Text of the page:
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Radiographic Images

Radiology is an important part of diagnosing and treating your orthopedic concern. We use several imaging tests to provide us with detailed images of your condition or injury. With diagnostic radiology, we take images to identify and diagnose your health concerns. With therapeutic radiology, we use imaging during treatment or surgery to guide your procedure.

What is an X-ray?

An X-ray is one of the most used radiology exams. X-rays provide a static image of your bones and organs.

What is a CT scan?

CT stands for computerized tomography. A CT scan takes X-ray images from several different angles during a single scan. These images are then combined using a computer to create detailed images of your body.

What is an ultrasound?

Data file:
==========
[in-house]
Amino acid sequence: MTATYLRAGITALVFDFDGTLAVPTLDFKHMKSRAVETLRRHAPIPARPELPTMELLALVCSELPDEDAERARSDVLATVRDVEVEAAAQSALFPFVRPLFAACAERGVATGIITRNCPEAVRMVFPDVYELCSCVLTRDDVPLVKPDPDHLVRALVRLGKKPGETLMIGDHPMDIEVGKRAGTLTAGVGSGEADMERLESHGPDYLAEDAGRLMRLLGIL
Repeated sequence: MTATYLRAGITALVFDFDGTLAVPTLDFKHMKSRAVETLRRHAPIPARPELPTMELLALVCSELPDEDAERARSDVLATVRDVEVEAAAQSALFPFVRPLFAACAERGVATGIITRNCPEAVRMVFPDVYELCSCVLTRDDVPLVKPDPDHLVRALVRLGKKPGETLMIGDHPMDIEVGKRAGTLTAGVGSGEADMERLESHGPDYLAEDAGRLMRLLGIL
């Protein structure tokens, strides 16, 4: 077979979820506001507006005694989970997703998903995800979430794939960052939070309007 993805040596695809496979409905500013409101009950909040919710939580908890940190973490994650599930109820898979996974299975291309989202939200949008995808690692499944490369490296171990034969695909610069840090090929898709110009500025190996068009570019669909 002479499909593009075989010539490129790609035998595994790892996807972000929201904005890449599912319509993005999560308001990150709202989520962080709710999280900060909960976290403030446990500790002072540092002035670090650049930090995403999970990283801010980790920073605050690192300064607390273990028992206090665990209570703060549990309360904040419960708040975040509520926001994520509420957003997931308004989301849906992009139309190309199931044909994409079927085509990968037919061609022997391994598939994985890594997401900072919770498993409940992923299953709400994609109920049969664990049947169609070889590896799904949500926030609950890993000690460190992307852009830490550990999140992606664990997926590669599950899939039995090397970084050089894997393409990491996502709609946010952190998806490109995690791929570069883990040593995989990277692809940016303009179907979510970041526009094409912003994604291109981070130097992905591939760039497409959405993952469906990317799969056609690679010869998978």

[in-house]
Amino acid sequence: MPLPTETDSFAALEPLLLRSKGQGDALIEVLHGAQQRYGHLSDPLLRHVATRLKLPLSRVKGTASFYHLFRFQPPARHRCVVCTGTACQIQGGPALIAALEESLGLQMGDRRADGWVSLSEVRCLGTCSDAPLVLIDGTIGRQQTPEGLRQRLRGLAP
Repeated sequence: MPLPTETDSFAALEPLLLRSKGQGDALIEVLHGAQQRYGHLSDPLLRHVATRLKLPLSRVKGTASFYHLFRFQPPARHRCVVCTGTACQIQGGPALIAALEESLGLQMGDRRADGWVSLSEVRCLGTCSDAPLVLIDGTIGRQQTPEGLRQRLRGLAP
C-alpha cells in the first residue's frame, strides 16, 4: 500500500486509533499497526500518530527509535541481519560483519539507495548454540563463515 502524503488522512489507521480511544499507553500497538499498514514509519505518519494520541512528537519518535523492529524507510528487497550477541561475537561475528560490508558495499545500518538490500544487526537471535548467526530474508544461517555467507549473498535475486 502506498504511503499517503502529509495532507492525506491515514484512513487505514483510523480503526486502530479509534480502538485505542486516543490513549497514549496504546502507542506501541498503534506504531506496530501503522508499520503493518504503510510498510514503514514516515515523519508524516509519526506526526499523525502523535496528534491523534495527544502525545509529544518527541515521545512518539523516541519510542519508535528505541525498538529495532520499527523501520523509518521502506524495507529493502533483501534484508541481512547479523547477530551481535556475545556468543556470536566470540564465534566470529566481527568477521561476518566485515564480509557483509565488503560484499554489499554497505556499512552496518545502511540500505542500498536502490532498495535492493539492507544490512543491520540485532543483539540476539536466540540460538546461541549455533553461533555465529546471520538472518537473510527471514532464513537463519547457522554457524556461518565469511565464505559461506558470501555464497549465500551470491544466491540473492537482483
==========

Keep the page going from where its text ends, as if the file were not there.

An ultrasound is also known as a sonogram. It’s a very common procedure that provides real-time images of your tissue, blood flow, and organs. It uses sound waves to produce dynamic images.

What is an MRI?

An MRI, or magnetic resonance imaging, provides images of your body without using X-rays. Instead of radiation, MRIs use magnets and radio waves to create images. Radio waves are sent into the body and then back. A computer takes these returning signals and converts them into images. Your doctor may use an MRI to create images of almost any part of your body.

What is nuclear medicine?

Nuclear medicine is a field of radiology that uses radionuclides, which is a specific type of atom that emits radiation. These atoms collect in specific body tissues.

One of the most common nuclear medicine procedures is a PET scan, which stands for positron emission tomography. Using a small amount of radioactive material, PET scans create detailed images of your body’s function. PET scans are painless and noninvasive.